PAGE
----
Buster Douglas to Muhammad Ali: Five of boxing’s most memorable wins
World Boxing News provides a selection of the most significant victories in the boxing ring from Roberto Duran to Buster Douglas beating the great Mike Tyson.
We all know pugilism is one of the most exciting sports in the world.
One reason for this is the unpredictable upsets that occur seemingly every year across all weight classes.
Below are some of our favorite big boxing wins by the underdog that anyone who watched live will always remember. No matter if you placed a big bet on the underdog or were watching as a neutral boxing fan.
1983: Roberto Duran over Davey Moore
A prolific fighter if there ever was one, Roberto Duran fought 119 fights in his professional career. But one of his most memorable was against Davey Moore, who had already successfully defended his WBA Light Middleweight title three times.
Despite being in front of a home New York crowd, it was Moore that suffered booing. The Panamanian Duran was cheered when the fighters entered the ring.
That set the tone for the rest of the fight as “Stone Hands” Duran gave Moore such a bad beating that the war was stopped, with the latter still somehow standing through the 8th.
Nearly ever boxing pundit had picked the much-younger Moore to win the fight over Duran, who had turned 32 that day and was serenaded with “Happy Birthday” by the New York crowd as he lifted a title belt once again.
2004: Antonio Tarver over Roy Jones Jr.
After defeating John Ruiz in 2003 for the WBA Heavyweight Championship, Roy Jones Jr.’s light heavyweight titles were vacated and then won by Antonio Tarver.
Wanting to reclaim his throne, Jones and Tarver met for the first time in 2003. Tarver won a too close bout by decision.
However, Jones had dropped 24 pounds in a short amount of time to get ready for that fight. He fought at less than optimal strength.
A re-match was in order, and the boxer named Fighter of the Decade for the 1990s wanted revenge.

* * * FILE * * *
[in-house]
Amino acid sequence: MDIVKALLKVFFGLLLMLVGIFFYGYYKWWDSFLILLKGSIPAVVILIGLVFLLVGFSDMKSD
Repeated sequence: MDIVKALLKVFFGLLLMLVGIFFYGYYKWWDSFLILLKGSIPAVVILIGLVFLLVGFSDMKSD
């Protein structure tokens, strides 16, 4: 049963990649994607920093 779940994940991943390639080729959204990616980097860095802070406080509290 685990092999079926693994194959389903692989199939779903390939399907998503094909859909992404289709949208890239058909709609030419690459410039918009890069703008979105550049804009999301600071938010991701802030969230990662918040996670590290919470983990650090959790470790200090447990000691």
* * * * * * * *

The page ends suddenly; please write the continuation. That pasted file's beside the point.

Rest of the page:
Jones seemed as surprised as the viewing and betting public when he caught a big left-hand shot from Tarver in the second round, marking the first time Junior had ever been KO’d.
Fights like these that make boxing great! Fans love the unpredictability factor that boxing offers.
You can never know if the underdog will get knocked out or produce a knock out to his opponent.
1994: George Foreman over Michael Moorer
Even though he was considered one of the ‘meanest’ fighters of his time, few thought George Foreman would be able to tap into his former boxing self when he tried to return to the sport after a 10-year break.
But the star-fighter and entrepreneur went on a 24-match unbeaten streak, earning himself an opportunity to face Michael Moorer for the WBA, IBF, and Lineal Titles.
Moorer was the first southpaw to be the heavyweight champion. A title he won by defeating Evander Holyfield just seven months earlier in 12 rounds.
Almost 20 years younger, the house’s money was on Moorer despite the crowd backing the underdog Foreman.
Most thought that if the match was a long one, it was Moorer’s fight to lose. But the opposite happened.
A mean combo in the 10th knocked Moorer to the canvas, making Foreman the oldest heavyweight champion ever.
1964: Muhammad Ali over Sonny Liston
Both Ali-Liston fights were some of the most anticipated sport had or has ever seen.
The first fight was particularly memorable. It was a contest that saw the transformation of a cocky 22-year old into perhaps the most famous boxer ever.
For Liston, it was the beginning of the end for a once fearsome puncher.
Muhammad Ali had won gold at the 1960 Olympic games as a light heavyweight. But his chances were widely dismissed by the media, who weren’t fond of his boisterous style.
The 7:1 underdog shocked the world when he beat Liston into such a pulp that he wasn’t able to answer the bell for the 7th round.
His victory made Ali the new heavyweight champion of the world. We all know how that went.
1990: Buster Douglas over Mike Tyson
The greatest boxing upset of all-time by James Buster Douglas wasn’t even supposed to be a ‘real’ match.
At the beginning of 1990, Mike Tyson had had only one fight in his entire 37-match career go longer than six rounds.
His knockout power was unlike anything the boxing world had ever seen. He’d also never even been down before.
Pitted against a 29-4-1 fighter named Buster Douglas, the fight was due to be a tune-up match for a prize fight with Evander Holyfield later in the year.
The key word being ‘was.’
Even though Tyson knocked down Buster Douglas in the 8th and seemingly threw everything he had at him in the 9th, the 42:1 underdog would not fall.
A combination on an increasingly winded-looking Tyson sent the champ down for the first time. The news shocked the world when ‘The Baddest Man on the Planet’ fell.